SunTrack Adventures’ discover Uganda trip offers the off the beaten track to discover community tourism, an affordable and ethical way to have the holiday of a lifetime
Murchison Falls, Queen Elizabeth, Bwindi Impenetrable. There you go, I’ve mentioned them. Now, can we move on and look at the real Uganda beyond the tourist traps?
I want to bring you to the real Uganda: The Greater Mukono Trails, to show you some examples of community tourism projects that offer affordable, ethical ways to have the holiday of a lifetime – ones that not only bring you places few people get to see, but that connect you to locals in a natural, enjoyable way, and benefit the most vulnerable communities.
First, some geography. The tourist traps mentioned above are all in the west of Uganda, along the Rwandan and Congolese borders. They offer some of the best (or, at least the most accessible) wildlife and hiking opportunities in Africa, and I don’t mean to denigrate them, it’s just that they attract as many touts and hawkers as they do tourists.
I’ll lead you back to these at the end, but allow me show you some fragile, beautiful, places along the way.
Community tourism is a precious, utopian thing that brings you on the road less travelled. It can’t survive in cut-throat tourist hot spots where money talks and idealistic community ventures simply get bought out or corrupted. It often involves taking public transport.
Let’s start with Mukono, about one-hour East of Kampala, a richly-forested town. It’s a comparatively affluent and tranquil town with elegant lodges set in communities where you can stay for about $10 in retro splendor. It has become a base for hikers and botanists, with one major community tourism agency offering hikes, village tours, flora and fauna hunts and forest picnics for roughly $50 a day – about a third of which goes to community development programs.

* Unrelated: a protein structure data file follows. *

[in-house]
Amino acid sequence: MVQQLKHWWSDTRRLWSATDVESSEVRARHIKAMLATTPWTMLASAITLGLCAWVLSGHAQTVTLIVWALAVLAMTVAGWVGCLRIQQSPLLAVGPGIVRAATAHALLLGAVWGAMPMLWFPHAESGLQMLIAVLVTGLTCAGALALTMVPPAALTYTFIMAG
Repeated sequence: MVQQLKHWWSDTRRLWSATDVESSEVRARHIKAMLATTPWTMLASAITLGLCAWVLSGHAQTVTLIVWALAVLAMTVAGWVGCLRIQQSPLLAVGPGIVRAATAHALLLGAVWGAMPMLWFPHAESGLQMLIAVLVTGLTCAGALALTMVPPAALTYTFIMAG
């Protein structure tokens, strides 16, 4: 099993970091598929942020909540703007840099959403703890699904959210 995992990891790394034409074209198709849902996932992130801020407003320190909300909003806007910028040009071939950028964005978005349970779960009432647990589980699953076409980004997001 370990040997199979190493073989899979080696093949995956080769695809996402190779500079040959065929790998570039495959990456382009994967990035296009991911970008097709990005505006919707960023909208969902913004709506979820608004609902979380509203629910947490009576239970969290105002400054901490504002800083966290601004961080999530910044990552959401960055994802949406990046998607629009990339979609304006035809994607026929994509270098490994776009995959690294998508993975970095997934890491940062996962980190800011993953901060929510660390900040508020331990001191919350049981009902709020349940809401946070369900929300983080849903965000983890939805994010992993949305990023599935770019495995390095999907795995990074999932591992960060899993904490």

The gentle hill and community walks along eucalyptus-shaded trails through cornfields, coffee plantations, pine woods, tropical forest and fruit farms are enchanting. The best known trails lead one along the precipice of a high escarpment overlooking the Lake Victoria. One can walk for days in the gently-sloped hills staying in local guesthouses. It’s one of the few places in Africa where it’s safe and easy enough to walk without a guide, although having one with you invariably enriches the experience. Mukono is a place you will want to spend longer in than planned.
Staying in Mukono town is most practical, but to get the real flavor of the place it’s worth lodging in one of the surrounding farms or local homestays like guesthouses. Nomads Homestay is run by SunTrack Adventures and Ssamba Foundation, gives you the best experience of Greater Mukono including wonderful meals based around their home-made jams, juices, and vegetables. Other nearby lodges include Nakoosi Eco Lodge and Detim Hotel. One could spend a blissful holiday hiking from one to the other.
From Mukono, head to Kayunga for farms and waterfalls, which is not far as the crow flies (in fact one can arrange multi-day hikes to it), but one needs to get a taxi down to Kayunga to access it.
For walking and mountain biking, it’s pretty close to heaven: vines draping down like streamers from soaring, prehistoric trees, orchids and bromeliads clinging to branches and weird-looking proto-trees with roots sprouting from their trunks like flying buttresses.
Rocky waterfalls roar through the forest giving the air an amphetamine rush. Guided walks and night safaris reveal a range of monkeys, sunbirds, eagle owls, chameleons and tree frogs. A day-long walk costs about $75– with 20 per cent going to the community, 20 per cent to conservation and the rest to the guide.
SunTrack Adventures can organize visits to local tribes, dance ceremonies, cooking demonstrations and multi-day hikes, again with a percentage of their profits going to the community through Ssamba Foundation.
Team Leader | Tour Guide | Volunteer Travel Consultant
SunTrack Adventures | Ssamba Foundation